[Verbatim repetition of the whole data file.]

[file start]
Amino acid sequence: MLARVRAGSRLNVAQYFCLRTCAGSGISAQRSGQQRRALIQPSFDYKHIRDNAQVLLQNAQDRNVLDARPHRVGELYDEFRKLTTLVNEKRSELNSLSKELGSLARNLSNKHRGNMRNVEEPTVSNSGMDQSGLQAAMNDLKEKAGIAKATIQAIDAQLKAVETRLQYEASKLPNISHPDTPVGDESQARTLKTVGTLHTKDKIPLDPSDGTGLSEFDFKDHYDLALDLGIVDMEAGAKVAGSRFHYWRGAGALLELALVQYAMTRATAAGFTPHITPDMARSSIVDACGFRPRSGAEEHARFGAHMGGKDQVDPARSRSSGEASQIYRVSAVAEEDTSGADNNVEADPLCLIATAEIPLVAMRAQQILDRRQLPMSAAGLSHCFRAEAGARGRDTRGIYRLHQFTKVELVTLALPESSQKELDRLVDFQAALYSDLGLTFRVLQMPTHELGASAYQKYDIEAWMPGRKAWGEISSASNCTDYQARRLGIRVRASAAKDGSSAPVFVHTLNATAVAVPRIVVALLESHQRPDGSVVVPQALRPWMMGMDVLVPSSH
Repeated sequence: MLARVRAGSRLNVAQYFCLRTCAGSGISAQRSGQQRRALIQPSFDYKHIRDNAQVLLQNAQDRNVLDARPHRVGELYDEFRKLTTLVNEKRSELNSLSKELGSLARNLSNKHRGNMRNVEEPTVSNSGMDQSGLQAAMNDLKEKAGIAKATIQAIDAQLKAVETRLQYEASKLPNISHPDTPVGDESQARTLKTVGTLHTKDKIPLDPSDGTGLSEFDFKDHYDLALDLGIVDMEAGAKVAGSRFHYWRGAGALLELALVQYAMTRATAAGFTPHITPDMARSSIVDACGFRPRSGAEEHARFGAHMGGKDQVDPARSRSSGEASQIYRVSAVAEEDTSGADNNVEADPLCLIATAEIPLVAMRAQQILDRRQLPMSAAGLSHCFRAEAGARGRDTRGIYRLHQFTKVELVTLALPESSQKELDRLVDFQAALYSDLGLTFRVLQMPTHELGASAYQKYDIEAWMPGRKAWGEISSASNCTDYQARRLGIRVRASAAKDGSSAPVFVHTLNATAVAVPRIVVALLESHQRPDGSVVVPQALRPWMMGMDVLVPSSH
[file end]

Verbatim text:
Amino acid sequence: MLARVRAGSRLNVAQYFCLRTCAGSGISAQRSGQQRRALIQPSFDYKHIRDNAQVLLQNAQDRNVLDARPHRVGELYDEFRKLTTLVNEKRSELNSLSKELGSLARNLSNKHRGNMRNVEEPTVSNSGMDQSGLQAAMNDLKEKAGIAKATIQAIDAQLKAVETRLQYEASKLPNISHPDTPVGDESQARTLKTVGTLHTKDKIPLDPSDGTGLSEFDFKDHYDLALDLGIVDMEAGAKVAGSRFHYWRGAGALLELALVQYAMTRATAAGFTPHITPDMARSSIVDACGFRPRSGAEEHARFGAHMGGKDQVDPARSRSSGEASQIYRVSAVAEEDTSGADNNVEADPLCLIATAEIPLVAMRAQQILDRRQLPMSAAGLSHCFRAEAGARGRDTRGIYRLHQFTKVELVTLALPESSQKELDRLVDFQAALYSDLGLTFRVLQMPTHELGASAYQKYDIEAWMPGRKAWGEISSASNCTDYQARRLGIRVRASAAKDGSSAPVFVHTLNATAVAVPRIVVALLESHQRPDGSVVVPQALRPWMMGMDVLVPSSH
Repeated sequence: MLARVRAGSRLNVAQYFCLRTCAGSGISAQRSGQQRRALIQPSFDYKHIRDNAQVLLQNAQDRNVLDARPHRVGELYDEFRKLTTLVNEKRSELNSLSKELGSLARNLSNKHRGNMRNVEEPTVSNSGMDQSGLQAAMNDLKEKAGIAKATIQAIDAQLKAVETRLQYEASKLPNISHPDTPVGDESQARTLKTVGTLHTKDKIPLDPSDGTGLSEFDFKDHYDLALDLGIVDMEAGAKVAGSRFHYWRGAGALLELALVQYAMTRATAAGFTPHITPDMARSSIVDACGFRPRSGAEEHARFGAHMGGKDQVDPARSRSSGEASQIYRVSAVAEEDTSGADNNVEADPLCLIATAEIPLVAMRAQQILDRRQLPMSAAGLSHCFRAEAGARGRDTRGIYRLHQFTKVELVTLALPESSQKELDRLVDFQAALYSDLGLTFRVLQMPTHELGASAYQKYDIEAWMPGRKAWGEISSASNCTDYQARRLGIRVRASAAKDGSSAPVFVHTLNATAVAVPRIVVALLESHQRPDGSVVVPQALRPWMMGMDVLVPSSH